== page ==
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Types of Financial Advice, Costs and How to find an advisor


IFA ConsultationObtaining Financial Advice

Although we try and make the information on this LaterLife Retirement Planning site straightforward, a quick read will make it clear that making the right financial decisions can be a complex business. Obtaining financial advice can therefore be a very worthwhile investment in its own right.

Cost of advice

Traditionally it has been possible to pay for this advice in two ways (1) the financial advisor received a commission from the product provider on the investments sold. Typically between 1%-5% but sometimes more on a lump sum investment, so on a £10,000 investment of the order of £100-£500 commission (2) the financial advisor charged a fee for providing advice, irrespective of whether it was then followed.

However as from 31st Dec 2012 the Government (as part of what is called RDR – Retail Distribution Review)  changed the rules considerably with the objective of improving the quality of advice given and ensuring that the advice you receive is not influenced by how much your advisor could earn from the investment. Now, instead of commission, your financial adviser has to agree with you the cost of advice and how you will pay for it. So for example this could be a set fee paid up front, or you may be able to agree with your adviser that they can take the fee from the sum you invest.

This can be off-putting because it is much more obvious what is being charged, although in reality the cost may be no different to the cost of paying commission. In fact there is a lot of concern that the impact of these changes will make it emotionally more difficult for people to decide to take advice because of the cost and harder for people with smaller investment portfolios to feel it is worthwhile to obtain advice.

Types of advice and advisor qualifications

Advisers now have to be clear whether they are providing you with ‘Independent’ Advice or ‘Restricted’ Advice. Independent Advice means they have to be able to cover every single product in the market (a tall order as there are 30,000 investment products alone). Restricted can mean everything from a large subset of the market (which is what a number of the big national names are doing) to a single range of products. So find out what they do actually cover and that it is sufficient to meet your needs.

Also as part of the changes all financial advisers now have to meet increased standards of qualification. All current advisers were required to obtain an Ofqual accredited level 4 qualification by the end of 2012, in order to be able to continue advising clients.

To help understand the level of difficulty regarding the step to Ofqual level 4 consider that GCSE grades between A and C are level 2, GCE A levels are level 3, the first year of a degree is level 4, honours degrees are level 6 and a PhD is level 8.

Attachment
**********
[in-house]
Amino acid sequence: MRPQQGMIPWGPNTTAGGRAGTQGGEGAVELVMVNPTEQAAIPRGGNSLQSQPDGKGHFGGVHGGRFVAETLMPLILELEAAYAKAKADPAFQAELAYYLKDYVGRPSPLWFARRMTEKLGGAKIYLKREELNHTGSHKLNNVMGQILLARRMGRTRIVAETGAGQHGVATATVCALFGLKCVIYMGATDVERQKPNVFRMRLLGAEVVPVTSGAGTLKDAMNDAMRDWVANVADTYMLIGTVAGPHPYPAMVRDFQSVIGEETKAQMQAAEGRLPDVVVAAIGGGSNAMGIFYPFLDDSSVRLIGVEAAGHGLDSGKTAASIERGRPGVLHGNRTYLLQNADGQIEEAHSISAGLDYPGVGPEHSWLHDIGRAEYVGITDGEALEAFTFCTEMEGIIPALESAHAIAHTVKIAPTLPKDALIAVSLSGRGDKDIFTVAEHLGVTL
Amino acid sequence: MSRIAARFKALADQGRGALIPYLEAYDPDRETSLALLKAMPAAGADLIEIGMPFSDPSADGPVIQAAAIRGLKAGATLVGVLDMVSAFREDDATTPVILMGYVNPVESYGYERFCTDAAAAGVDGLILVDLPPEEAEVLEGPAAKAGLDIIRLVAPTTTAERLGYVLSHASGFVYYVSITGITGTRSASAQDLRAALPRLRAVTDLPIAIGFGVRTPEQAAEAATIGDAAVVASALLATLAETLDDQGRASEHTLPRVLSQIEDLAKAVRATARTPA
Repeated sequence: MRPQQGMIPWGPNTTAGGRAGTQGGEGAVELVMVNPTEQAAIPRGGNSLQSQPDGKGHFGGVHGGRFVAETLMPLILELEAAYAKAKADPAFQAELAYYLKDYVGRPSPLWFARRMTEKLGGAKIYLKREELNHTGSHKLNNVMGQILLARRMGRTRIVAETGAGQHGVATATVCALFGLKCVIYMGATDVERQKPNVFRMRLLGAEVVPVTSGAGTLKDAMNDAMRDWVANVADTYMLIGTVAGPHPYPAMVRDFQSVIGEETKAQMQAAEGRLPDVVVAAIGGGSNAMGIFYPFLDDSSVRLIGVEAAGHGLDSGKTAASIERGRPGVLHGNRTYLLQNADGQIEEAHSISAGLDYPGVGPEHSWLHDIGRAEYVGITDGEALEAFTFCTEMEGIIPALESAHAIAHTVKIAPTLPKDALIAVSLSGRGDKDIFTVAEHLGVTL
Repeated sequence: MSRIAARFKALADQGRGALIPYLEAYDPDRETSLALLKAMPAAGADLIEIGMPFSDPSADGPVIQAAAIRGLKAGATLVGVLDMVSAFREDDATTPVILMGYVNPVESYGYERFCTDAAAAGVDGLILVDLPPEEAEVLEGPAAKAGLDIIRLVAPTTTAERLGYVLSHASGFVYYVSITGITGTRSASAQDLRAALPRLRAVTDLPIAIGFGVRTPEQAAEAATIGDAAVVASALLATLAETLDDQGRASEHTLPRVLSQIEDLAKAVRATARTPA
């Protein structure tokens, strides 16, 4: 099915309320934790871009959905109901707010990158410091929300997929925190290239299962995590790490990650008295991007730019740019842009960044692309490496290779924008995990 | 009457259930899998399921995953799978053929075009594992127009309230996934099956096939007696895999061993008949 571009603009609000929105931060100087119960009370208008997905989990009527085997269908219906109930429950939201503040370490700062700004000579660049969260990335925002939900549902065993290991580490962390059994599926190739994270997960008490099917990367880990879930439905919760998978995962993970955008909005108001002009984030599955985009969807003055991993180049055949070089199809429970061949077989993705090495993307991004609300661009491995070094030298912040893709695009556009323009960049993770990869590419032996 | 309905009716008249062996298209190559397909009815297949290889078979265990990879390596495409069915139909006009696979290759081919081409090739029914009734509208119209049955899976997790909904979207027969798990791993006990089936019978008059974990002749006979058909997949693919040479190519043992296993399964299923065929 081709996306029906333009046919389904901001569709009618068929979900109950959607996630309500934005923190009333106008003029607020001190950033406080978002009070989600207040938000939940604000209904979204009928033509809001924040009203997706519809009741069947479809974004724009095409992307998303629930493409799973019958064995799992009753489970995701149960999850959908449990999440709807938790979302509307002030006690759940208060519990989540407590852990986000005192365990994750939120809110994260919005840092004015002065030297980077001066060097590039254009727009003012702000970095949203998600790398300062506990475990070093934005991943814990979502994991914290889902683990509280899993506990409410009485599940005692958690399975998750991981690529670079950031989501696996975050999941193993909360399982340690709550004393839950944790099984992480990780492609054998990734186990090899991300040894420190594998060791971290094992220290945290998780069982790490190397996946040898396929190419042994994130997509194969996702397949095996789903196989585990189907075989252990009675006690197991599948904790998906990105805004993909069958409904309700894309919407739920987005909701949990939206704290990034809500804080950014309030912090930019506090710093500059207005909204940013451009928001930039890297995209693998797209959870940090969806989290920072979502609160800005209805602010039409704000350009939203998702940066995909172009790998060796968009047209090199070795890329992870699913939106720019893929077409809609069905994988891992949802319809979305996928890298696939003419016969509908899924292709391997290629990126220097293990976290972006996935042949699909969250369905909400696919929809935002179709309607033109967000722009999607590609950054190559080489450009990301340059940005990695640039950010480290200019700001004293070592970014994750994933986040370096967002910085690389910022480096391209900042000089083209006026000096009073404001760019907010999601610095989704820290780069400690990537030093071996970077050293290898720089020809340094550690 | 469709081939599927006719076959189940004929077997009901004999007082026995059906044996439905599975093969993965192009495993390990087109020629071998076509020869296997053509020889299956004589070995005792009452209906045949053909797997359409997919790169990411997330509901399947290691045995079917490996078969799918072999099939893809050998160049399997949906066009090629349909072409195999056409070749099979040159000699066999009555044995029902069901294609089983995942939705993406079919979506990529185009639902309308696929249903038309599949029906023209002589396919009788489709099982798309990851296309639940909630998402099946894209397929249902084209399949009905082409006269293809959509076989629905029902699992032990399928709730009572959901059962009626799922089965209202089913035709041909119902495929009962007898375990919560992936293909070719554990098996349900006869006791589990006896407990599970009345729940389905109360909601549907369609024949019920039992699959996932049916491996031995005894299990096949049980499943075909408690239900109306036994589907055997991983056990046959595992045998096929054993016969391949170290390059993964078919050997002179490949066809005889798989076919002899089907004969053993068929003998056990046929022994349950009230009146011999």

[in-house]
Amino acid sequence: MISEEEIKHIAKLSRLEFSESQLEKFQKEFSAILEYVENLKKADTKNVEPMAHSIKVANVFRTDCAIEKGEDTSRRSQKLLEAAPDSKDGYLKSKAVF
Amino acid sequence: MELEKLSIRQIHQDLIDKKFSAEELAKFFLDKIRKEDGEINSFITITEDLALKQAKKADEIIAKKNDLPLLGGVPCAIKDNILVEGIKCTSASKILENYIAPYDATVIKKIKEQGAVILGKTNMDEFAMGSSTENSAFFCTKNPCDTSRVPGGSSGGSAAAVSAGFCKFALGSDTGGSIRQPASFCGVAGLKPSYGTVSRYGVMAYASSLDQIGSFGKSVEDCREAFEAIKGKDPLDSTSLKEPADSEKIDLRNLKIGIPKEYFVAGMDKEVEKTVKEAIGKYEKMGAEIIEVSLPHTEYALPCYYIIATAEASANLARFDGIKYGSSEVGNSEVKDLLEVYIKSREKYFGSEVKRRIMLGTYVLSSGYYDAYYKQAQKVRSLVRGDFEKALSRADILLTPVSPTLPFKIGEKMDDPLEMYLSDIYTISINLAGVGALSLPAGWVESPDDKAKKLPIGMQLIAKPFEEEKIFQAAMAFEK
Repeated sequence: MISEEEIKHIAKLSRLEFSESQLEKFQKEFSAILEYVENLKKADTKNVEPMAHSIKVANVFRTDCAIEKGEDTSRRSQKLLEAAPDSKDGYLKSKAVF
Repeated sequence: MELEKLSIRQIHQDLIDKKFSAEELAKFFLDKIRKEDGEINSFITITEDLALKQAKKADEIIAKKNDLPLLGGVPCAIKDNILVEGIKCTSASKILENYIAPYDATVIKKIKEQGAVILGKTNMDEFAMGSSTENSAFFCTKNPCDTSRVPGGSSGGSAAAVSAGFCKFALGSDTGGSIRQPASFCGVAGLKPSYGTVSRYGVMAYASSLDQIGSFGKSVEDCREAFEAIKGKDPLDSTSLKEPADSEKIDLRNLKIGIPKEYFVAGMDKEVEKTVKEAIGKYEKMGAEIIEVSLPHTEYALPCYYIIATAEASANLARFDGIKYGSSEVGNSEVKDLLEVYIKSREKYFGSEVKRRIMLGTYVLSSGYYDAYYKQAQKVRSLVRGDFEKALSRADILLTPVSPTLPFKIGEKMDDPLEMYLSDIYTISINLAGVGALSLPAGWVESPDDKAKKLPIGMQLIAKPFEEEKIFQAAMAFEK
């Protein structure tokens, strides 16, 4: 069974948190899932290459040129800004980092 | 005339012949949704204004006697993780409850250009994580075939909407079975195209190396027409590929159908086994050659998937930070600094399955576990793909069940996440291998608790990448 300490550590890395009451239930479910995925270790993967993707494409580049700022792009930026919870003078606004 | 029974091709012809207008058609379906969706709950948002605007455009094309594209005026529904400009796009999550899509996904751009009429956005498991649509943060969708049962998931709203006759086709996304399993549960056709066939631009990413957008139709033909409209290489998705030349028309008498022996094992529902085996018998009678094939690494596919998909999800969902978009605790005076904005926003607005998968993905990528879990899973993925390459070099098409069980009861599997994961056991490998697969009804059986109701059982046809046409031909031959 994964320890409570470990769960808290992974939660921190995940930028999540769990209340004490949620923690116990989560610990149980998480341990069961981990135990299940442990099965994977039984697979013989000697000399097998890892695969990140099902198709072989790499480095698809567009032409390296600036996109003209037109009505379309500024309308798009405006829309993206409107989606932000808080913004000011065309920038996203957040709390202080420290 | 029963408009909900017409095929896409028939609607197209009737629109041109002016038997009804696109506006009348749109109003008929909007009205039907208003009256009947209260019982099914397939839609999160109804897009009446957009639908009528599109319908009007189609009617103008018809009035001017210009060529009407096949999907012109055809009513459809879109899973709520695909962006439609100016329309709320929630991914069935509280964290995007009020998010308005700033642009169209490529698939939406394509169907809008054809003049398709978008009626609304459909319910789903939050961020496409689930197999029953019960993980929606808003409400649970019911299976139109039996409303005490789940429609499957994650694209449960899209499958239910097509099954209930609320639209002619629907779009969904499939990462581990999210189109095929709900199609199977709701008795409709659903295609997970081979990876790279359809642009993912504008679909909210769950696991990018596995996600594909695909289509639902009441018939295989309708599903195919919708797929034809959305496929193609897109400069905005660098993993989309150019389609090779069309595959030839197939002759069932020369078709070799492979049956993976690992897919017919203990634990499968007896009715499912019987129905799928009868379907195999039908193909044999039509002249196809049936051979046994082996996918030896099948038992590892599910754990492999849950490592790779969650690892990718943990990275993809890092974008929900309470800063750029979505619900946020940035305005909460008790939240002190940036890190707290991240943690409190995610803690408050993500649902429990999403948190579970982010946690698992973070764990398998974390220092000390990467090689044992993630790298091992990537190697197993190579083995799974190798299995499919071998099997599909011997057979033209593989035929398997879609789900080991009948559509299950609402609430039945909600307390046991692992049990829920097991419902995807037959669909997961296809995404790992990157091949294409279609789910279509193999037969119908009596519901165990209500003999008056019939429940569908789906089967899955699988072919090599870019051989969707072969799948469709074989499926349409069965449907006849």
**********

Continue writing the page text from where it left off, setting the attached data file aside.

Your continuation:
In particular a Chartered Financial Adviser is an Ofqual level 6 qualification and is one of the highest levels of qualification in the UK. You should check exactly what qualification any advisor has obtained. For this reason, and even though this site provides information rather than advice, we have prepared the information on the site with the help of a Chartered Financial Planner.

Finding a financial adviser

It is always good to be able to go to a Financial Adviser that has been recommended to you by someone you know based on their track record. However many people aren't in this position and don't know who to trust.

There are a number of web sites that can help. For example the Personal Finance Society, which is the professional body for financial advisers in the UK, provides a search service on to help find an adviser who is a member of the society local to you. Their mission is to protect consumers by setting standards and driving higher levels of professionalism. The society says that 'Members of the Personal Finance Society are associated with the highest standards of professionalism. Through professional qualifications, a commitment to ongoing development and adherence to a respected code of ethics they can be relied upon to act in the interest of consumers, offering trusted financial advice'.
Other useful sites are  and

Alternatively you can use the LaterLife selected advisors.

When selecting an adviser make sure you understand what level of qualifications they have and ask other questions about their experience, their services, their costs and their approach to financial planning. The Institute of Financial Planning, one of the industry bodies, provides a very useful checklist of questions you should ask.

Preparing the information you need

When you first discuss your finances with a financial advisor they have to obtain a picture of your (and if relevant your partner’s) investments. If you prepare a summary of this beforehand it can save a lot of time (and now money). You should include the following:

  • Assets / liabilities (loans & mortgages)
  • Existing insurance policies, investment plans, private pension arrangements (including policy documents / schedules if available)
  • Occupational pension schemes and other employee benefits (e.g. last pension statement)
  • Wills / Enduring Powers of Attorney
  • Existing Trusts (if applicable)
  • Evidence of current earnings (e.g. payslips / P60s)
  • Tax Coding & Reference / National Insurance number
  • Other information you may consider important and relevant to your circumstances

 ideally provide this in the form of a spreadsheet

Further information

For more information visit the Financial Conduct Authority and the Prudential Regulation Authority web sites. If you visit the FCA web site you can use the search facility there. 



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